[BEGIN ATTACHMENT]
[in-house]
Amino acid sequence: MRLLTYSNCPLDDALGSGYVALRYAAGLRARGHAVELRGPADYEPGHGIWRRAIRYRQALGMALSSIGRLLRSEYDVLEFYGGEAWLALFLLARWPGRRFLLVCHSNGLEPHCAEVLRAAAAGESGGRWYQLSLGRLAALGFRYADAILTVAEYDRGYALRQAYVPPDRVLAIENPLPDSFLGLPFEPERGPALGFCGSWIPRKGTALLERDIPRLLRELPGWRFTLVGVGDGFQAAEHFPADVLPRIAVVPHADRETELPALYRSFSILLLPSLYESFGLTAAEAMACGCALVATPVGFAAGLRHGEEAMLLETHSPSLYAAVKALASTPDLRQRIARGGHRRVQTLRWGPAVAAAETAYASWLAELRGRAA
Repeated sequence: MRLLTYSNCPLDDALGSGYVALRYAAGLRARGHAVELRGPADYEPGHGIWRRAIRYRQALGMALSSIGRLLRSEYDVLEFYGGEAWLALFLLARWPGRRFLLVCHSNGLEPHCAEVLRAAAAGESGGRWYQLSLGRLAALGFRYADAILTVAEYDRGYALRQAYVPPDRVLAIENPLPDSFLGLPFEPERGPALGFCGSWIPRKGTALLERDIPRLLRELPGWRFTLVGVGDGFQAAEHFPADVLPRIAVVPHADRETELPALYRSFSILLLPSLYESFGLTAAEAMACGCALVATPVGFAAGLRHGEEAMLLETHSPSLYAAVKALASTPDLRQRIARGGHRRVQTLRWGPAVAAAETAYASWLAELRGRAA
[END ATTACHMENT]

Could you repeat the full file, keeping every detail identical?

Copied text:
[in-house]
Amino acid sequence: MRLLTYSNCPLDDALGSGYVALRYAAGLRARGHAVELRGPADYEPGHGIWRRAIRYRQALGMALSSIGRLLRSEYDVLEFYGGEAWLALFLLARWPGRRFLLVCHSNGLEPHCAEVLRAAAAGESGGRWYQLSLGRLAALGFRYADAILTVAEYDRGYALRQAYVPPDRVLAIENPLPDSFLGLPFEPERGPALGFCGSWIPRKGTALLERDIPRLLRELPGWRFTLVGVGDGFQAAEHFPADVLPRIAVVPHADRETELPALYRSFSILLLPSLYESFGLTAAEAMACGCALVATPVGFAAGLRHGEEAMLLETHSPSLYAAVKALASTPDLRQRIARGGHRRVQTLRWGPAVAAAETAYASWLAELRGRAA
Repeated sequence: MRLLTYSNCPLDDALGSGYVALRYAAGLRARGHAVELRGPADYEPGHGIWRRAIRYRQALGMALSSIGRLLRSEYDVLEFYGGEAWLALFLLARWPGRRFLLVCHSNGLEPHCAEVLRAAAAGESGGRWYQLSLGRLAALGFRYADAILTVAEYDRGYALRQAYVPPDRVLAIENPLPDSFLGLPFEPERGPALGFCGSWIPRKGTALLERDIPRLLRELPGWRFTLVGVGDGFQAAEHFPADVLPRIAVVPHADRETELPALYRSFSILLLPSLYESFGLTAAEAMACGCALVATPVGFAAGLRHGEEAMLLETHSPSLYAAVKALASTPDLRQRIARGGHRRVQTLRWGPAVAAAETAYASWLAELRGRAA